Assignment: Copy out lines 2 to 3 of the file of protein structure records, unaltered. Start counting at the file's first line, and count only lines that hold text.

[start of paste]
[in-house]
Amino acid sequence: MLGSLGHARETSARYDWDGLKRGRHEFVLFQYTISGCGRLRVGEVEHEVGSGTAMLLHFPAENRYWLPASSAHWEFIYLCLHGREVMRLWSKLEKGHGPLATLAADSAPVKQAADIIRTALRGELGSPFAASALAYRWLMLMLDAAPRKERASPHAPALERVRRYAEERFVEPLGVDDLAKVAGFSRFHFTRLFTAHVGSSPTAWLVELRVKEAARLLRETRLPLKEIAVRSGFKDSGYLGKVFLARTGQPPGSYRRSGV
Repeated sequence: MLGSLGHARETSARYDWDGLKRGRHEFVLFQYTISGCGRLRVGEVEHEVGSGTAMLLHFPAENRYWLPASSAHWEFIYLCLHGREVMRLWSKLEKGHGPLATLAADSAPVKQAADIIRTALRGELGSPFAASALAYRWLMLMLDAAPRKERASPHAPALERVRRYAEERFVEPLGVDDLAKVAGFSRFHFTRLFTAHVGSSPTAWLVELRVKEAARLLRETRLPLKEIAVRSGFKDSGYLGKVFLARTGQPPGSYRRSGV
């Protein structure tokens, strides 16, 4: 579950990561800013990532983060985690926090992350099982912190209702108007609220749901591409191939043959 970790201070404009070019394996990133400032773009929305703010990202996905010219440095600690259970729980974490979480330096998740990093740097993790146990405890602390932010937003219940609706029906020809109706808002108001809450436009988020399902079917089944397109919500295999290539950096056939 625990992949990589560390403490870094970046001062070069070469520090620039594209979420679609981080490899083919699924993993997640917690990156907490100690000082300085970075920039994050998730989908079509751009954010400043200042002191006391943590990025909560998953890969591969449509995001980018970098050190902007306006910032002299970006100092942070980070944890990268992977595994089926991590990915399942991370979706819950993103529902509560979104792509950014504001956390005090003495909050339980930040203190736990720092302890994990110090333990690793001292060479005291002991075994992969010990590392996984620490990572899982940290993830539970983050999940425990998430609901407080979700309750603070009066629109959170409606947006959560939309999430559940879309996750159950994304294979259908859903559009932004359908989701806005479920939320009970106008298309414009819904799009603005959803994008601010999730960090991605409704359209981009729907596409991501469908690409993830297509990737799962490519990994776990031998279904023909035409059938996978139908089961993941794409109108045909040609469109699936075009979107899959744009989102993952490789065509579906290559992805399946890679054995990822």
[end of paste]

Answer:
Amino acid sequence: MLGSLGHARETSARYDWDGLKRGRHEFVLFQYTISGCGRLRVGEVEHEVGSGTAMLLHFPAENRYWLPASSAHWEFIYLCLHGREVMRLWSKLEKGHGPLATLAADSAPVKQAADIIRTALRGELGSPFAASALAYRWLMLMLDAAPRKERASPHAPALERVRRYAEERFVEPLGVDDLAKVAGFSRFHFTRLFTAHVGSSPTAWLVELRVKEAARLLRETRLPLKEIAVRSGFKDSGYLGKVFLARTGQPPGSYRRSGV
Repeated sequence: MLGSLGHARETSARYDWDGLKRGRHEFVLFQYTISGCGRLRVGEVEHEVGSGTAMLLHFPAENRYWLPASSAHWEFIYLCLHGREVMRLWSKLEKGHGPLATLAADSAPVKQAADIIRTALRGELGSPFAASALAYRWLMLMLDAAPRKERASPHAPALERVRRYAEERFVEPLGVDDLAKVAGFSRFHFTRLFTAHVGSSPTAWLVELRVKEAARLLRETRLPLKEIAVRSGFKDSGYLGKVFLARTGQPPGSYRRSGV